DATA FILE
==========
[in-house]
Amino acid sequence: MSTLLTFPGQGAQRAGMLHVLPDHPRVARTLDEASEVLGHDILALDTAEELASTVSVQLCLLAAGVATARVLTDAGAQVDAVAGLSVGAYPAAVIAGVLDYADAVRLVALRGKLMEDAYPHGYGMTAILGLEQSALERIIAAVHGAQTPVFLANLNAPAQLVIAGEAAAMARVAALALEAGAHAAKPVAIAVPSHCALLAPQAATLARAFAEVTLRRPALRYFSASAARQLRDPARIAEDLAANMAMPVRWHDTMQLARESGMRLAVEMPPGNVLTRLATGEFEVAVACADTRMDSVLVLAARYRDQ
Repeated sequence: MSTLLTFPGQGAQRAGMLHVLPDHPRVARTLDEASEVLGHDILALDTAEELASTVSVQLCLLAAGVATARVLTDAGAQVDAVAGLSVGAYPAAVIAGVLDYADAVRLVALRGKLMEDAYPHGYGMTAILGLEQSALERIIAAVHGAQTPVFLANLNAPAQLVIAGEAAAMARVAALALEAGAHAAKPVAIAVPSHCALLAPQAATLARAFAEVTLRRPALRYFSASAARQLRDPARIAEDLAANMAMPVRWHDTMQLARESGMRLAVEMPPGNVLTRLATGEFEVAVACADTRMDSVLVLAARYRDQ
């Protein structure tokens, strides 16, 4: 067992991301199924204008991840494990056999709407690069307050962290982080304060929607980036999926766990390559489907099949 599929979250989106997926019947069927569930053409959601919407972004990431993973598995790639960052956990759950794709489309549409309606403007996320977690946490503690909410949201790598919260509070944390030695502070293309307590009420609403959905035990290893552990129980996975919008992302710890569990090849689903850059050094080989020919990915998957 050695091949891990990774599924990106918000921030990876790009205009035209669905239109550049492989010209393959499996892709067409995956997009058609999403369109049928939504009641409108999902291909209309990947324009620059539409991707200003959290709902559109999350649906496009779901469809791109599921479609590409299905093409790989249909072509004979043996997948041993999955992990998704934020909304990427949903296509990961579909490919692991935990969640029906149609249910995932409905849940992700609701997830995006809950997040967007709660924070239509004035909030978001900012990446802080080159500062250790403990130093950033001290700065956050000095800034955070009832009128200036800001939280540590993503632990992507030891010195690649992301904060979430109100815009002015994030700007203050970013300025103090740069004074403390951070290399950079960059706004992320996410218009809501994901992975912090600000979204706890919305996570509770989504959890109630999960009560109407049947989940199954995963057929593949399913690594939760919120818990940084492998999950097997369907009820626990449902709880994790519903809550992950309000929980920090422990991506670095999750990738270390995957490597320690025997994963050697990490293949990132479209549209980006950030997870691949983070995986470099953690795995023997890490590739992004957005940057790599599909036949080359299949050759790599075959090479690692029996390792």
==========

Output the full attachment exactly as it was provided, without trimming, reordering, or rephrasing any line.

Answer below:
[in-house]
Amino acid sequence: MSTLLTFPGQGAQRAGMLHVLPDHPRVARTLDEASEVLGHDILALDTAEELASTVSVQLCLLAAGVATARVLTDAGAQVDAVAGLSVGAYPAAVIAGVLDYADAVRLVALRGKLMEDAYPHGYGMTAILGLEQSALERIIAAVHGAQTPVFLANLNAPAQLVIAGEAAAMARVAALALEAGAHAAKPVAIAVPSHCALLAPQAATLARAFAEVTLRRPALRYFSASAARQLRDPARIAEDLAANMAMPVRWHDTMQLARESGMRLAVEMPPGNVLTRLATGEFEVAVACADTRMDSVLVLAARYRDQ
Repeated sequence: MSTLLTFPGQGAQRAGMLHVLPDHPRVARTLDEASEVLGHDILALDTAEELASTVSVQLCLLAAGVATARVLTDAGAQVDAVAGLSVGAYPAAVIAGVLDYADAVRLVALRGKLMEDAYPHGYGMTAILGLEQSALERIIAAVHGAQTPVFLANLNAPAQLVIAGEAAAMARVAALALEAGAHAAKPVAIAVPSHCALLAPQAATLARAFAEVTLRRPALRYFSASAARQLRDPARIAEDLAANMAMPVRWHDTMQLARESGMRLAVEMPPGNVLTRLATGEFEVAVACADTRMDSVLVLAARYRDQ
């Protein structure tokens, strides 16, 4: 067992991301199924204008991840494990056999709407690069307050962290982080304060929607980036999926766990390559489907099949 599929979250989106997926019947069927569930053409959601919407972004990431993973598995790639960052956990759950794709489309549409309606403007996320977690946490503690909410949201790598919260509070944390030695502070293309307590009420609403959905035990290893552990129980996975919008992302710890569990090849689903850059050094080989020919990915998957 050695091949891990990774599924990106918000921030990876790009205009035209669905239109550049492989010209393959499996892709067409995956997009058609999403369109049928939504009641409108999902291909209309990947324009620059539409991707200003959290709902559109999350649906496009779901469809791109599921479609590409299905093409790989249909072509004979043996997948041993999955992990998704934020909304990427949903296509990961579909490919692991935990969640029906149609249910995932409905849940992700609701997830995006809950997040967007709660924070239509004035909030978001900012990446802080080159500062250790403990130093950033001290700065956050000095800034955070009832009128200036800001939280540590993503632990992507030891010195690649992301904060979430109100815009002015994030700007203050970013300025103090740069004074403390951070290399950079960059706004992320996410218009809501994901992975912090600000979204706890919305996570509770989504959890109630999960009560109407049947989940199954995963057929593949399913690594939760919120818990940084492998999950097997369907009820626990449902709880994790519903809550992950309000929980920090422990991506670095999750990738270390995957490597320690025997994963050697990490293949990132479209549209980006950030997870691949983070995986470099953690795995023997890490590739992004957005940057790599599909036949080359299949050759790599075959090479690692029996390792």